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I recently published a text and translation of Arthaviniścayasūtram, a Sanskrit discourse which collects some of the most important teachings found in the early tradition. I have examined the contents and their collection in the Introduction to that work, to which I refer the reader.
The work itself struck me as being one of the finest collections of early Buddhist material that I have come across, and I thought therefore to produce a Pāḷi collection based on the same topics, but an expanded version with extra sections, that included other important teachings, and with a rearrangement of some of the topics.
I have also introduced a new set of topics concerning the Abhidhamma, or Abstract teaching, drawing from the proto-Abhidhammic Mahāniddesa, the Abhidhamma books themselves, and the post-Abhidhammic Paṭisambhidāmagga – all of this material is late, but still canonical.
We therefore first have seven Dhamma topics, then seven topics concerning meditation, in the middle the 37 Factors of Awakening, the new section with Abhidhamma-type topics, and then a series of seven topics concerning the special qualities of the Buddha – it is in this latter that three of the four extra-canonical pieces in this work are found The fourth one is an analysis from the Nettippakaraṇa expanding on the Four Right Endeavours (section 16). which are drawn from Milindapañhā, Dīghanikāyaṭṭhakathā and the Milindaṭīkā (sections 30, 32 & 35) respectively. I have also added a new section here, on the modes of deportment (section 34) that are listed in Majjhima 91.
As with the Sanskrit text, there are three basic ways of presenting the topics: simple lists, extended analytic lists, and lists followed by analyses, or further definitions. In the Sanskrit text these were roughly equal (8, 10, 9). But in this collection I have tried to give more details by including definitions, sometimes from sources other than those that the lists themselves come from.
Simple lists may sound uninteresting, but they do serve to delineate the topic they are defining, and many of the more extensive analyses also use lists to analyse the main subject they are examining.
14. The Sixteen Modes of Mindfulness while Breathing
17. The Four Bases of Spiritual Power
26. The Twenty-Two Triads
27. The Twenty-Four Conditions
32. The Eighteen Qualities of a Buddha
33. The Thirty-Two Marks of a Great Man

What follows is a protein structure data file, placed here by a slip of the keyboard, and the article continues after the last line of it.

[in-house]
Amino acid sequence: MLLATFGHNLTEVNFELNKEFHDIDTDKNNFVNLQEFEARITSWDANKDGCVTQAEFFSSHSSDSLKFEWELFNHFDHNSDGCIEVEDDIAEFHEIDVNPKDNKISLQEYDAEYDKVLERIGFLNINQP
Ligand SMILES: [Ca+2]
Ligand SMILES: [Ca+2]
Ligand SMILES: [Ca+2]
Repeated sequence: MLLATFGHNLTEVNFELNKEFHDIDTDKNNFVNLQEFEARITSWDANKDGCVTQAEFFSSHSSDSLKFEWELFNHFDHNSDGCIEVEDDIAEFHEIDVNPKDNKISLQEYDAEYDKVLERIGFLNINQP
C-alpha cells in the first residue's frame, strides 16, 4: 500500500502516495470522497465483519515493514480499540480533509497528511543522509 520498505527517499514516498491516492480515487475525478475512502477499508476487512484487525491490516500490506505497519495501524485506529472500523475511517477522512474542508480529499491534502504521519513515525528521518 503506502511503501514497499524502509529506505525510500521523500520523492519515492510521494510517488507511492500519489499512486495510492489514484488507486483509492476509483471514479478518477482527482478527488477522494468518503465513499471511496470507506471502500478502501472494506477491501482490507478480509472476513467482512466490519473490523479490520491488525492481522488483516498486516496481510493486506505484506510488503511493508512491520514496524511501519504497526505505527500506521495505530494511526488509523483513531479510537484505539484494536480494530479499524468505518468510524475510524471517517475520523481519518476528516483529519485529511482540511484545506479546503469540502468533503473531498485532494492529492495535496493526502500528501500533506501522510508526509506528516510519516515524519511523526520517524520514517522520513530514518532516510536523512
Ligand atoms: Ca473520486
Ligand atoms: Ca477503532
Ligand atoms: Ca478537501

35. The Eighty Secondary Characteristics
3. The Four Factors of a Stream-Enterer
9. The Four Formless Attainments
10. The Four Spiritual States
13. The Ten Thoughts
28. The Seventy-Three Knowledges
31. The Ten Strengths of a Realised One
34. The Sixty-Two Ways of Deportment
Lists and Analysis:
1. The Three Marks
2. The Four Noble Truths
4. The Five Components that provide Fuel for Attachment
5. The Six Elements
6. The Ten Types of Wholesome Deeds
7. The Twelve Factors of Conditional Origination
8. The Four Absorptions
11. The Four Ways of Practice
12. The Four Cultivations of Meditation
15. The Four Ways of Attending to Mindfulness
16. The Four Right Endeavours
18. The Five Faculties
19. The Five Strengths
20. The Seven Factors of Awakening
21. The Noble Eightfold Path
22. The Two (Aspects of) Sense Desires
23. The Three Thoughts
24. The Six Designations
25. The Seven Underlying Tendencies
30. The Four Analytical Knowledges
The material has some other important characteristics, which are also found throughout the texts, and which it is well to point out here: they include mapping items against each other, repetition and contextualising.
One strategy is to map teachings against other teachings, and play them out, so that in the first of the sections presented here, for instance, the Three Marks of Existence (Tilakkhaṇa) are mapped against the Five Components (Pañcakkhandha), and show how the components are affected by the marks teachings.
Repetition is a hallmark of the early teachings, so that a teaching is often repeated with small, but sometimes interesting, variations that help bring out the deeper meaning of that particular teaching.
Teachings which otherwise stand in their own right are often included within other teachings, and then throw light both on the new subject, by explaining it, or helping to analyse it, and on the original teaching which is shown as having relevance in a new context.
Here is a summary showing where the material has been drawn from, I have mainly used the Myanmar Chaṭṭha Saṅgāyana edition of the text, with some small unnoted changes to correct ahistorical irregularities in that edition, like writing vīriya, a Sanskritic form, instead of Pāḷi viriya. with the para-canonical and non-canonical sources highlighted in dark red:
In the English-only version I have added in key words in Pāḷi so that the text may serve as a primer for the teachings; for those who want to delve more deeply into the Pāḷi, it is given with a very exact line-by-line (interlinear) translation in the text and translation version.
There is also a Pāḷi-only version of the text, with a reading, so that students can learn some of the important passages that recur in the teachings.
I hope that this collection can act as a primer for people to familiarise themselves with some of the most important teachings that the Buddha gave, and provide an insight into the complex and interwoven world of the early Buddhist teachings.
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last updated: December 2016